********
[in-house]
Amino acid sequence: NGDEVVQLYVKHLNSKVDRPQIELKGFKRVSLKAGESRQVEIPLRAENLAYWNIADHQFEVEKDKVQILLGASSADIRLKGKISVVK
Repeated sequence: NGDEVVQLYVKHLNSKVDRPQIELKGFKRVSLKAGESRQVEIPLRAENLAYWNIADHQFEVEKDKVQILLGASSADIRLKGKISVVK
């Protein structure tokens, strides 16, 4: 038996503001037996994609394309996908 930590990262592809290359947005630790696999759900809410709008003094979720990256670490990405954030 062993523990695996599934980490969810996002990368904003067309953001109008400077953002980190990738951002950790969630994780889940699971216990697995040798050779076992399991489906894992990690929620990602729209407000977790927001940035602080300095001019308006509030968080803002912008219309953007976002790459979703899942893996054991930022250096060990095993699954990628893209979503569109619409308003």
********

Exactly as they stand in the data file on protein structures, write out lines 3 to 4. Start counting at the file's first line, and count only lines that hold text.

Repeated sequence: NGDEVVQLYVKHLNSKVDRPQIELKGFKRVSLKAGESRQVEIPLRAENLAYWNIADHQFEVEKDKVQILLGASSADIRLKGKISVVK
């Protein structure tokens, strides 16, 4: 038996503001037996994609394309996908 930590990262592809290359947005630790696999759900809410709008003094979720990256670490990405954030 062993523990695996599934980490969810996002990368904003067309953001109008400077953002980190990738951002950790969630994780889940699971216990697995040798050779076992399991489906894992990690929620990602729209407000977790927001940035602080300095001019308006509030968080803002912008219309953007976002790459979703899942893996054991930022250096060990095993699954990628893209979503569109619409308003």